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Did you know?: Egypt
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Ramesses III with his harem. Medinet Habu Temple, Egypt.
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by Archaeology Newsroom

The “Harem Conspiracy” killed Ramesses III

Cold case closed courtesy of Albert Zink

The “Harem Conspiracy” killed Ramesses III according to latest research results, drawn by examining the king’s mummified body (1186-1155 BC).

The Pharaoh, famous for his battles against the “Sea Peoples” and founder of one of the best surviving mortuary temples in Egypt ( in the site of Medinet Habu), was victim of a conspiracy of women from his harem. Commonly known as “the Harem Conspiracy”, the case resulted in a lengthy trial and punishment by death of those responsible. This trial is one of the best documented events in ancient Egyptian history, with a large number of surviving texts describing how a group of women from the king’s harem, heading by one called Tiye, organized his murder so that Pentawere, Tiye’s son, could ascend the throne. The plan involved individuals from all walks of that era’s society,from military men and administrative attaches to sorcerers and slaves.

Its effect on the king was unknown till now however,despite details that have survived the incident. There is no reference anywhere as to whether he died. At the same time, examinations that had been done on his mummy did not help clarify the manner of his death. Thus, even if he had died at the time, scientists guessed that death did not involve physical violence.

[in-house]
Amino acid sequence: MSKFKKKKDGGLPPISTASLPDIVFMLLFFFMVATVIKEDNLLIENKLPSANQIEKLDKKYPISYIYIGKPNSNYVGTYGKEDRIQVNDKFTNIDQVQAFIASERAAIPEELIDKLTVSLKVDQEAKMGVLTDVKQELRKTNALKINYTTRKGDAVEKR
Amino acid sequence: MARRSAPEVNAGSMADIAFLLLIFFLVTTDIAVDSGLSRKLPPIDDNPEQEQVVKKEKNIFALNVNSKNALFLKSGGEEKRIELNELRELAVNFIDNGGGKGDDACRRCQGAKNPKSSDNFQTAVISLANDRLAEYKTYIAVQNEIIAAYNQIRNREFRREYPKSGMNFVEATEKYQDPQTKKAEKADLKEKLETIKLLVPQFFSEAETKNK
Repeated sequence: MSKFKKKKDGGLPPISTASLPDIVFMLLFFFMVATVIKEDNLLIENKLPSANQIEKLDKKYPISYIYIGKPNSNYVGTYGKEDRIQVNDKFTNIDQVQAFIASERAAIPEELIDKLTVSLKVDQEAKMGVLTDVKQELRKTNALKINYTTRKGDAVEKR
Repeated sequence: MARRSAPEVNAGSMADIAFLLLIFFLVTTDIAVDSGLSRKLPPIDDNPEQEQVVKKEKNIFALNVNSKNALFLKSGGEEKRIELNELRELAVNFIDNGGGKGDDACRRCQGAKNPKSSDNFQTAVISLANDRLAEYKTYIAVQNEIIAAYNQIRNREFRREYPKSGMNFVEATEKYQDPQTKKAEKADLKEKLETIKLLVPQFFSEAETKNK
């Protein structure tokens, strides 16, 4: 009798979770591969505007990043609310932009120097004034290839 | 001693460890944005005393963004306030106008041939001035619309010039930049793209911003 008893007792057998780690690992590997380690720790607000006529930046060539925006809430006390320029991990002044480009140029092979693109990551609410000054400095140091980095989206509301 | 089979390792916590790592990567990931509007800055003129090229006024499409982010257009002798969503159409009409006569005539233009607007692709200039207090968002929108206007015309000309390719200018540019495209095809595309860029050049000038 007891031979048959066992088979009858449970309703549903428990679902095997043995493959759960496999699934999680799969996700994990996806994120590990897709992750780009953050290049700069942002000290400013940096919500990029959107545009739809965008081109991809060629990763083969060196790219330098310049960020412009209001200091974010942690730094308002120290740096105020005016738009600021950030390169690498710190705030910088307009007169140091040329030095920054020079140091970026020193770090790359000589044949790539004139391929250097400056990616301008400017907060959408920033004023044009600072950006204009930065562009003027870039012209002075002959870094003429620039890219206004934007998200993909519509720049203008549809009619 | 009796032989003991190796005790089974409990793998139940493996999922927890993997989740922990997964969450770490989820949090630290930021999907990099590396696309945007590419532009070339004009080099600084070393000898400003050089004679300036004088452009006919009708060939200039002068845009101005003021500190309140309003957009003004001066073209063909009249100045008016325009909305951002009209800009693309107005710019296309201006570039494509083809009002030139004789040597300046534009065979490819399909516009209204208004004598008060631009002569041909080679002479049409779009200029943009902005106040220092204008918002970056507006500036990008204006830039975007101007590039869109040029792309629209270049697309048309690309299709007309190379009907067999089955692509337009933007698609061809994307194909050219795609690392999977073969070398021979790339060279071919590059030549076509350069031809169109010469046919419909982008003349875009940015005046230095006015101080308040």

This was the case till recently. Latest examinations, headed by Albert Zink (known for his studies of ‘Otzi’ the prehistoric mummy), showed that Ramesses III had received a fatal blow to the throat, hidden till then by bandages that had not been removed.
Zink also examined another mummy belonging to a young man who appears to be related to Pentawere. The man, referred to in bibliography as ‟unknown man E”, was found in a position that suggested a death by torture, while having been buried in a humiliating fashion, wrapped in a goat skin.

The results from examining this mummy were impressive. DNA analysis showed that it could belong to a son of Ramesses III, while his death was caused by strangulation. Scientists are not discouraged, despite the second fact not coinciding with everything the sources refer to about the death of Pentawere, who apparently committed suicide. “His death remains a matter for conjecture”, they say.